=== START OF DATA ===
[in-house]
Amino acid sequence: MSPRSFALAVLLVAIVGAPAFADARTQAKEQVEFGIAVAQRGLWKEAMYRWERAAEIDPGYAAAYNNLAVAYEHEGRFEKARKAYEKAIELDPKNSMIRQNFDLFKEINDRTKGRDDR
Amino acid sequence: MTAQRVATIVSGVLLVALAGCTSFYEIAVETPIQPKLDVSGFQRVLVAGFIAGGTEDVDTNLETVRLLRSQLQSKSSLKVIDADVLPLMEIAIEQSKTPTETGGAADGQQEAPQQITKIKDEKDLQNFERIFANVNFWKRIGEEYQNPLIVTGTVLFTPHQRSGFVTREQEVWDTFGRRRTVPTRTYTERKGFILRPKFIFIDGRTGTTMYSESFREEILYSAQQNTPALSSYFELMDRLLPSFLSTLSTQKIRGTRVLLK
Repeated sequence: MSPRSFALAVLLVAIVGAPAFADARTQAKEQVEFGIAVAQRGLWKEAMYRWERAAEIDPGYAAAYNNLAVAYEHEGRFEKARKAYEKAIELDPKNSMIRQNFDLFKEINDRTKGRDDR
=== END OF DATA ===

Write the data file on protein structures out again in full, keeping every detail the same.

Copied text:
[in-house]
Amino acid sequence: MSPRSFALAVLLVAIVGAPAFADARTQAKEQVEFGIAVAQRGLWKEAMYRWERAAEIDPGYAAAYNNLAVAYEHEGRFEKARKAYEKAIELDPKNSMIRQNFDLFKEINDRTKGRDDR
Amino acid sequence: MTAQRVATIVSGVLLVALAGCTSFYEIAVETPIQPKLDVSGFQRVLVAGFIAGGTEDVDTNLETVRLLRSQLQSKSSLKVIDADVLPLMEIAIEQSKTPTETGGAADGQQEAPQQITKIKDEKDLQNFERIFANVNFWKRIGEEYQNPLIVTGTVLFTPHQRSGFVTREQEVWDTFGRRRTVPTRTYTERKGFILRPKFIFIDGRTGTTMYSESFREEILYSAQQNTPALSSYFELMDRLLPSFLSTLSTQKIRGTRVLLK
Repeated sequence: MSPRSFALAVLLVAIVGAPAFADARTQAKEQVEFGIAVAQRGLWKEAMYRWERAAEIDPGYAAAYNNLAVAYEHEGRFEKARKAYEKAIELDPKNSMIRQNFDLFKEINDRTKGRDDR